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The Sathyanatheswarar Temple is dedicated to Shiva and is found in Thirukalimedu town, near Indira Theertham in Kanchipuram district of Tamil Nadu. People worship Shiva here in the form of Sathyanatheswarar and his consort Parvati, as Goddess Pramarambikai. Shiva is said to be Swayambhu (self-manifested) here in the form of a granite Lingam.
The temple is the fifth shrine in Thondaimandalam region and one among the 275 Paadal Petra Sthalams, praised in Thevaram, the 7th-century religious work in Tamil, written by Tamil saint- poets known as the Nayanars.
The temple also called Karaivananathar Temple or Thirukalimedu temple. The place is also known as Indiresam and Satyavratam. The temple is run by the Hindu Religious and Endowment Board of the Government of Tamil Nadu.
There is a path opposite the Head Post Office that leads to the temple and is called Thirukalimedu. Many years ago, people used this path to reach Kanchipuram. Since there are many prickly plants along this path, the place came to be called by the name Kachinerikkaraikkadu.
Legend says that Indra, the king of the Devas, and Budhan (Mercury) worshipped Shiva at this place. It lies in a forest called Kaaraivanam. Because of this, the presiding deity came to be called Karaivananathar (Sathyanatheswarar).
According to Hindu mythology, the moon or Chandra was under the tutelage of Jupiter or Guru. He wanted to marry Guru's wife, Dhara. So, he performed a yagna seeking a boon from Vishnu. Guru took part in the function along with Dhara. She became attracted to Chandra, and the two had a relationship due to which, Budha was born. As a youth, Budha came to know of the circumstances behind his birth and felt disturbed. He performed penance to Shiva as he wanted to become one of the Navagrahas here. Pleased by his devotion, Shiva came to him as Sathyanatheswarar and granted the boon.
Another legend says that Indra, the king of the Devas, was attracted to Ahalya, the wife of a sage called Gautama. Turning himself into a rooster, Indra woke the sage early in the morning. The sage went to the river, leaving Ahalya behind in the hermitage. Indra entered the house to attain Ahalya, but the sage returned suddenly, sensing something wrong. When he reached the hermitage, he saw Indra escaping in the guise of a cat. The sage became furious and cursed Indra to bear a thousand vulvae all over his body that would turn to eyes when he worshipped the Sun God, Surya. Indra began doing penance to Shiva, to regain his normal appearance. He saw Shiva among the Karai bushes in this place and worshipped him. Thus, he got relief from the curse. The God here came to be called Karai Thirunathar following this incident.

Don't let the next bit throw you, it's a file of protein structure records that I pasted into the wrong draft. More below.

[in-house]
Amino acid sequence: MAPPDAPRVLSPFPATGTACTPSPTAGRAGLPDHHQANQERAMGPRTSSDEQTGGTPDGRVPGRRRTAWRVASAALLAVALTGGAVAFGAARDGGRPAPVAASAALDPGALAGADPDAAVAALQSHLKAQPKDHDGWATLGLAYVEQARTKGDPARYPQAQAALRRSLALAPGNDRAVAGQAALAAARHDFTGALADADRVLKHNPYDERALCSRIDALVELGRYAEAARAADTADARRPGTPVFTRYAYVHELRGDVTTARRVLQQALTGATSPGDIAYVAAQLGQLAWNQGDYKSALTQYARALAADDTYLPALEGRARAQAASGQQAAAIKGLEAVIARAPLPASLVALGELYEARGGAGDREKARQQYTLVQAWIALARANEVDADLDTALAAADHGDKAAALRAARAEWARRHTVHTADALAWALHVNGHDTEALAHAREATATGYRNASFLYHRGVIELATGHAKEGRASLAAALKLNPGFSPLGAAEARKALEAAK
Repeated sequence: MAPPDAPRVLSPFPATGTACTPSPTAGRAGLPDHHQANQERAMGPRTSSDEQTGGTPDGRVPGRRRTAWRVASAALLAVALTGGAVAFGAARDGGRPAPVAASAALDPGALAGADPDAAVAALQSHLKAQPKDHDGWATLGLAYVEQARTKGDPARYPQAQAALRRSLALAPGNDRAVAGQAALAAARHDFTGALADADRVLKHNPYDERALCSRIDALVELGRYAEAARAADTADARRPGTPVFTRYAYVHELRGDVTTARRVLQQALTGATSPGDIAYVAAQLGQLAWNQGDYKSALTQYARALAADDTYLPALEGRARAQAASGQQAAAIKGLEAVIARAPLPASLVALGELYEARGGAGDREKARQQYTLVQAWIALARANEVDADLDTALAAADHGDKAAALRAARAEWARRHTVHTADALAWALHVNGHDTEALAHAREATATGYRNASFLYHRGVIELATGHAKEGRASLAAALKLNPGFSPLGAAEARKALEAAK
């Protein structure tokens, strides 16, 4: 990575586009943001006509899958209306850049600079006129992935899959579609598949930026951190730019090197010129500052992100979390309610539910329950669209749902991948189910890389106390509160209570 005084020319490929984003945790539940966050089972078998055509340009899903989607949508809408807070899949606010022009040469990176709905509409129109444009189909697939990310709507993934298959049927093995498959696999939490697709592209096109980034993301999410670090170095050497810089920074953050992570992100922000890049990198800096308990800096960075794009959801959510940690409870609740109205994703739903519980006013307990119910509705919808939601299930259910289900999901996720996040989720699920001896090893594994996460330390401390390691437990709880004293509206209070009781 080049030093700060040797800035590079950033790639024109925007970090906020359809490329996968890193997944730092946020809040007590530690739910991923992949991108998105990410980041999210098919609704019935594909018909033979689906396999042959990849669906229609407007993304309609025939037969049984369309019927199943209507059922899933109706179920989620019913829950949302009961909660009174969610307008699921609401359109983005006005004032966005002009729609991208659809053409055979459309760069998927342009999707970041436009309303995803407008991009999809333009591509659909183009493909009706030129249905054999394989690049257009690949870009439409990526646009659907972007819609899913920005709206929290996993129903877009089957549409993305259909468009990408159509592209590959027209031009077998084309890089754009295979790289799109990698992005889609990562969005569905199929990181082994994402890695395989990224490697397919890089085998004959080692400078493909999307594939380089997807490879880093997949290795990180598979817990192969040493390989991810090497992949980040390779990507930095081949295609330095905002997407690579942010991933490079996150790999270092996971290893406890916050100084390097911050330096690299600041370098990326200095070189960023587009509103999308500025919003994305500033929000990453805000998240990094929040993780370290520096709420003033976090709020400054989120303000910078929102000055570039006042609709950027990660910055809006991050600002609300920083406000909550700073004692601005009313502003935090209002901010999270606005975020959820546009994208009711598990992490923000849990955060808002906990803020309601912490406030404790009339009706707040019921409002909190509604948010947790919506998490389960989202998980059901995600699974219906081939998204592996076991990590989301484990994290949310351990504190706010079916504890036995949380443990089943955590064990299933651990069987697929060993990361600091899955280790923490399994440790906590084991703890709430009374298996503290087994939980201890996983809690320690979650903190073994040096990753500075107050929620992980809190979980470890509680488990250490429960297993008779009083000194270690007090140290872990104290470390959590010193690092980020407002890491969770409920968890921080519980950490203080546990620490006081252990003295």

The temple is in Thirukalimedu in Kanchipuram and encompasses 22,500 square feet. Sathyanatheswarar temple complex has two outer courtyards or prakarams (corridors) and a three-tiered Rajagopuram (gateway tower) 50 feet high and facing west. The central shrine is east-facing, and the idol of Sathyanatheswarar (Shiva) in it is in the form of a granite Lingam that is believed to be self-manifested or a Swayambumurthy.
The temple has a granite wall that encloses all the shrines.